Last night was a special evening: a friend invited me to a group event at the Metropolitan Museum of Art for a private reviewing of the World War I and the Visual Arts exhibit currently on display through 7 January 2018. There were about a dozen of us on the tour, which took place after the Met Museum closed. To be in the Metropolitan Museum of Art is always special, and even more so when it is the holidays and the place is empty. We arrived a little before the tour when the museum was emptying out and got to take in the Neapolitan Christmas tree that is on display every year. Here are a few photos from the evening.
All in all this was a special night. Here is to good friends who think of you when opportunities such as this arise.
Good morning, all. I know the blog has been quiet for much of this past week but there has been so much going on. This morning I emailed the draft of a small thing I wrote over these past few days. I won’t go into the details here, but will wait until it is published. I am having my morning coffee before heading to Baruch College for a library conference. I always enjoy the 69th Regiment Armory there on 25th Street as I’m on my way to Baruch. I spent the morning sending a few emails about a film showing we are having a week from tomorrow in Yonkers. I am glad we are going to the community where our doughboy, Thomas Michael Tobin, lived and built a legacy for himself and his family. Here is the flier in case one is in the New York City area next weekend.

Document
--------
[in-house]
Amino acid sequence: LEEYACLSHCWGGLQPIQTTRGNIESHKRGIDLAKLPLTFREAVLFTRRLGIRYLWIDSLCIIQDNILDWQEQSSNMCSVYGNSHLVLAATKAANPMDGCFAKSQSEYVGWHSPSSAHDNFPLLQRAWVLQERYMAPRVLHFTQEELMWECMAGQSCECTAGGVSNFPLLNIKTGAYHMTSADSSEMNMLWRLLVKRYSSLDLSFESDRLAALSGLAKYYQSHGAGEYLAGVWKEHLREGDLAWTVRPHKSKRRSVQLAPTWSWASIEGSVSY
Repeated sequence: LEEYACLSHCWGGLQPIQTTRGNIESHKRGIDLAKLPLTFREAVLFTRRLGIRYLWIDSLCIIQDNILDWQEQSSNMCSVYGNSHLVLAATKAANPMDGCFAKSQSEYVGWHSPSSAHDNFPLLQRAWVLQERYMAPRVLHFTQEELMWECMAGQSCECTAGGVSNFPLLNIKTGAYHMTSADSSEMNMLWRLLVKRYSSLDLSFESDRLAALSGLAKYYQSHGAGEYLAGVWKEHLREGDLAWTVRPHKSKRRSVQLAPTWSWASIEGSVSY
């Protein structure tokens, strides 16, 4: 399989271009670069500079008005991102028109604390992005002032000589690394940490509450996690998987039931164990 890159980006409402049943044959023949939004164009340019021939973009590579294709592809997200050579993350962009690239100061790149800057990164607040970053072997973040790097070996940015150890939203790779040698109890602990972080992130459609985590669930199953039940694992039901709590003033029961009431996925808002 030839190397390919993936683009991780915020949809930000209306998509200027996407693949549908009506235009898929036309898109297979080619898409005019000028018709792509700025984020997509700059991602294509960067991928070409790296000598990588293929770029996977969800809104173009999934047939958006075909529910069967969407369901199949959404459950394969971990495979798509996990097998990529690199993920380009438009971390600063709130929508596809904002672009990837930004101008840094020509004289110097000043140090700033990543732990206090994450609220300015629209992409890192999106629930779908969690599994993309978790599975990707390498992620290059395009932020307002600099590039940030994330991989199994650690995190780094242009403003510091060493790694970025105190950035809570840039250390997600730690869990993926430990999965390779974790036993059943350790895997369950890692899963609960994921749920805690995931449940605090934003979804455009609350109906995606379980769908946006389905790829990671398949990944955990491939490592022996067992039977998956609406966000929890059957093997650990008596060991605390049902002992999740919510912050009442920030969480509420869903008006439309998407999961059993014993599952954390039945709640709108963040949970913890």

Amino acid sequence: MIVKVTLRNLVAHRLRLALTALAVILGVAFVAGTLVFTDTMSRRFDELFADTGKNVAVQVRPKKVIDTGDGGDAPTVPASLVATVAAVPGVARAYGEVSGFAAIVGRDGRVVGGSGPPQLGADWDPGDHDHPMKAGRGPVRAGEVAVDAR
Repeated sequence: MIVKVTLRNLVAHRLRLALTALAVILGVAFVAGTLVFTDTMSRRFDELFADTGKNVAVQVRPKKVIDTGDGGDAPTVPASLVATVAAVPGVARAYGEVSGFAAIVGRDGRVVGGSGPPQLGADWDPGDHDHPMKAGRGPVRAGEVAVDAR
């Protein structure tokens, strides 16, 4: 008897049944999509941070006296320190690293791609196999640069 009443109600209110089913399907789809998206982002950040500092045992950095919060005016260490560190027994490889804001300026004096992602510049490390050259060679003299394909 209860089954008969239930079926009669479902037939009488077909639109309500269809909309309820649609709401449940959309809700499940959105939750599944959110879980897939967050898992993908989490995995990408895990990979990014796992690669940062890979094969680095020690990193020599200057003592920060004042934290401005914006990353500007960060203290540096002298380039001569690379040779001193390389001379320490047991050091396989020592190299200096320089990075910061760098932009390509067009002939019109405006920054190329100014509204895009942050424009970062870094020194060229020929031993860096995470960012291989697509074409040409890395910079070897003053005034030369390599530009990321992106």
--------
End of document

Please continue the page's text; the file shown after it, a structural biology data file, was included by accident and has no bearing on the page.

We showed our film today. I will have more to say in the coming days but for now wanted to share it. Enjoy.
Should one happen to be in New York City this week you are invited to attend the showing of our World War One documentary. The event is being held at New York City College of Technology (CUNY), which is convenient to most public transportation. The program is being held in the Ursula C. Schwerin Library on the 4th floor of the Atrium. The event is free and runs from 1:00-2:30 pm. Lunch will be provided. Please RSVP to the email below or to me here at the Strawfoot.